Unless we pause to think about it, it’s difficult for us to appreciate the daily display of human achievement.
The news business typically doesn’t care about these sorts of things, too often preferring to bring us to depths of evil.
One is not necessarily more or less significant than the other, so it’s always a mystery why these sorts of headlines dominate the news:
- Van plows through pedestrians in Toronto.
- Driver who helped in slaying gets prison.
- Charges: Two strangers sexually assault woman
- Man is fined for stealing birch trees on state land
- Roseville standoff ends quietly with suspect’s arrest
- Masturbating acting teacher gets max jail time
A glance through the local newspaper’s public safety page is a fine way to start a day with a sense of despair. It’s difficult — far too difficult — for human achievement to muscle in edge-wise.
But while you slept last night, surgeons in Milwaukee saved a Hugo girl’s life. A heart transplant was Ashlyn Bohrer’s last chance (I wrote about it Monday).
Through the power of Facebook and the family’s insistence that we be able to share their experience, we were able to feel the emotional horror of sending your daughter off to the O.R., not knowing how things will turn out, to wonder when the “angel heart” would arrive, to hear that her old heart had been stopped, removed, and replaced. To wake up to the opposite of despair.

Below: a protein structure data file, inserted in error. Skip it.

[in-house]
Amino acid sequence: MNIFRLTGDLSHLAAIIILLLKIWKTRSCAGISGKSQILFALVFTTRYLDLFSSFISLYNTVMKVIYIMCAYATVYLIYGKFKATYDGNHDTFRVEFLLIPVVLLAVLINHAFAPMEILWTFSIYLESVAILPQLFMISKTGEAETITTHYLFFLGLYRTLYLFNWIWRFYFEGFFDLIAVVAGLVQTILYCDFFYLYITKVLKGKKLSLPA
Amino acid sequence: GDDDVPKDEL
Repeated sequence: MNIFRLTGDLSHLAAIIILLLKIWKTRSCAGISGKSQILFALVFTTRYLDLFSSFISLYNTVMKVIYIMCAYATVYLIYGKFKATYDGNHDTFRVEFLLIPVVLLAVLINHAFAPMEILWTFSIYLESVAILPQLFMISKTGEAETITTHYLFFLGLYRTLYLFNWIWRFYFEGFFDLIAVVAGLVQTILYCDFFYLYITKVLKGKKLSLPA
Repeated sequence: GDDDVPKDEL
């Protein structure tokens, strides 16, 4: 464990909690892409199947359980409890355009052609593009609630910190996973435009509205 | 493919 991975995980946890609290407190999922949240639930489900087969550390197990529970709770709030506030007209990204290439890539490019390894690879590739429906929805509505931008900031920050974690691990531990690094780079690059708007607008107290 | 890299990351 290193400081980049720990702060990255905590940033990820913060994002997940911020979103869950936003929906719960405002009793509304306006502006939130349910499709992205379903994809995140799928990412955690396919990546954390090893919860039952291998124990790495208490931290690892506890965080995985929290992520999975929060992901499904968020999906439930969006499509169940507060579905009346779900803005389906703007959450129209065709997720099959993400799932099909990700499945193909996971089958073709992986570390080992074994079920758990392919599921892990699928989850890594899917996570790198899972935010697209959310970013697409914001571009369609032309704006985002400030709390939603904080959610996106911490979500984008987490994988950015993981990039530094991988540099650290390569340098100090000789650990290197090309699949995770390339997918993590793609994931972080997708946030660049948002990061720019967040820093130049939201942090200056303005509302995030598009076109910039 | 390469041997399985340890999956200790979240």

Mama wanted to listen to her angel heart….first time of many I’m guessing. Pretty special to witness.
Posted by Ashlyn's Army on Tuesday, April 24, 2018
This is the power of human connection, of shared joy, and shared grief, a medical gift to us that removes the scar tissue of the steady drumbeat of the worst of us, for the healthy heart of human empathy.
It calls us to remember that it’s only been 51 years since Dr. Christian Barnard planted a new heart in Louis Washkansky, who lived only 18 days after Barnard transplanted a human heart for the first time. Now, about seven heart transplants are performed every day.
Barnard has been dead for nearly 17 years.
Before his death, he said “The heart transplant wasn’t such a big thing surgically. The point is I was prepared to take the risk. My philosophy is that the biggest risk in life is not to take the risk.”
Surely, the number of people responsible for saving a young girl’s life overnight is in the hundreds — from the surgeons, to the hospital employee in a waiting room in some other facility, whose job required talking to a family about “harvesting” a heart from a family member who just died, to Louis Washansky, who might well have had the thought that his risk would allow a 15-year-old girl to live 51 years hence.
This is the unequaled power of human achievement, which marches along despite our daily disinterest.